1
$\begingroup$

I had a question regarding converting a language with the Kleene star production into a PDA. Here's the particular language I was looking at in my textbook:

$$L = (aaa^*bab)$$

My normal approach to constructing PDA's for languages would be to determine the pattern or rule of the language, and think to myself that it's sort of like counting the number of symbols using a stack, and determining whether the stack is empty at the end of the computation.

However, I'm not sure how to construct a PDA for languages like the one above where there isn't a particular rule regarding the $a^*$ production.

How would one normally handle these types of situations? Thank you.

$\endgroup$
  • 3
    $\begingroup$ Since this language is regular (as it is given via a regular expression) you can construct a finite automaton from it (see e.g. Thompson construction). You do not need a PDA for this language, you can view the finite automaton as as PDA that does not use the stack at all, though. $\endgroup$ – ttnick Jun 15 '18 at 9:24
  • 1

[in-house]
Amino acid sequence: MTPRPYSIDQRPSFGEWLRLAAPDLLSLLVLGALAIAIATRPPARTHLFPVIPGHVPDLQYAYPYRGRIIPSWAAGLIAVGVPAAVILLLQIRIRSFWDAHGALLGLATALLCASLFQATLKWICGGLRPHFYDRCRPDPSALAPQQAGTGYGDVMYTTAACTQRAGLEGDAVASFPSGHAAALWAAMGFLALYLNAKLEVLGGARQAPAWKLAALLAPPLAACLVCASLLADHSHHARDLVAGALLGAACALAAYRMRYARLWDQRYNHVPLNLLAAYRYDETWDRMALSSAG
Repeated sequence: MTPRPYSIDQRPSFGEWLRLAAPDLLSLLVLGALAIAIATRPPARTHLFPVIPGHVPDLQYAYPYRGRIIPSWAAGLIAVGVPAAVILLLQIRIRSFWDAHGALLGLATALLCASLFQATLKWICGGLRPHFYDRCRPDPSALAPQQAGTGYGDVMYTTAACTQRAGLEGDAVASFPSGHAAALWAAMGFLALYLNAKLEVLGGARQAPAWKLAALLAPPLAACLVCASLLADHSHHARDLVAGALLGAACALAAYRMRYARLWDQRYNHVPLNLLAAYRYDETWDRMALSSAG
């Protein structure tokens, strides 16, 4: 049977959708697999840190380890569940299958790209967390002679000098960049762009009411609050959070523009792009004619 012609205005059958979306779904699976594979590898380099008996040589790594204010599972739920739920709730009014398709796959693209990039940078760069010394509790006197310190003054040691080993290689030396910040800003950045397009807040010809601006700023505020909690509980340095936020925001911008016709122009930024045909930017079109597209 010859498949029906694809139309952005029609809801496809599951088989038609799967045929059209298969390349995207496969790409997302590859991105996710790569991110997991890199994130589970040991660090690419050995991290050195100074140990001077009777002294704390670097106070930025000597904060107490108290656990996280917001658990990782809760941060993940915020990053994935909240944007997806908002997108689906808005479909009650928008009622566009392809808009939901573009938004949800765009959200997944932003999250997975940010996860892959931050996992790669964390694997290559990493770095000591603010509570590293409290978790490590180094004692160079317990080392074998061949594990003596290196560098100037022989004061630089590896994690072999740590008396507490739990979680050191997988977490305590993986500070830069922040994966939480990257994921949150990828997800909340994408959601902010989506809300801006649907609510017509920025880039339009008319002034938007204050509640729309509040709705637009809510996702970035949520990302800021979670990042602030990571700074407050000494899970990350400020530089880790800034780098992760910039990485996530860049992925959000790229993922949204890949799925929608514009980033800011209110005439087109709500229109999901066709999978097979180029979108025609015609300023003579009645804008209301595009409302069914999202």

$\begingroup$ Yes, I am aware that it's regular and can be expressed using a finite automaton. I was just wondering how to express regular languages using PDA's. Your comment regarding not using stacks gave me the right hint though, so thank you. :) $\endgroup$ – Seankala Jun 15 '18 at 11:25
2
$\begingroup$

I figured out the answer and hope this will help anyone with similar confusion in the future.

Since a pushdown automaton is essentially a finite automaton with an extra component called the stack which is used for storage, if we are presented with a regular language like the one given above, we simply need to create a PDA that does not use the stack. This concept confused me at first, but here's what I mean:

$$L = (aaa^*bab)$$

$\space$

$$M = (Q, \Sigma, \Gamma, \delta, q_0, z, F)$$ $$Q = \{q_0,\ q_1,\ q_2,\ q_3,\ q_4,\ q_5\}$$ $$\Sigma = \{a,\ b\}$$ $$\Gamma = \{$\}$$ $$z = \$$$ $$F = \{q_5\}$$

$\space$

$$\delta(q_0, a, $) = \{(q_1,\ $)\}$$ $$\delta(q_1, a, $) = \{(q_2,\ $)\}$$ $$\delta(q_2, a, $) = \{(q_2,\ $)\}$$ $$\delta(q_2, b, $) = \{(q_3,\ $)\}$$ $$\delta(q_3, a, $) = \{(q_4,\ $)\}$$ $$\delta(q_4, b, $) = \{(q_5,\ $)\}$$

$\space$

I'm not completely certain about the stack start symbol, because I've noticed some resources use it regardless, while others assume that at the beginning the stack is empty ($\lambda$) and push the start symbol at the first step.

Anyway, I hope this answer helps anyone else.

$\endgroup$

Your Answer

By clicking “Post Your Answer”, you agree to our terms of service, privacy policy and cookie policy

Not the answer you're looking for? Browse other questions tagged or ask your own question.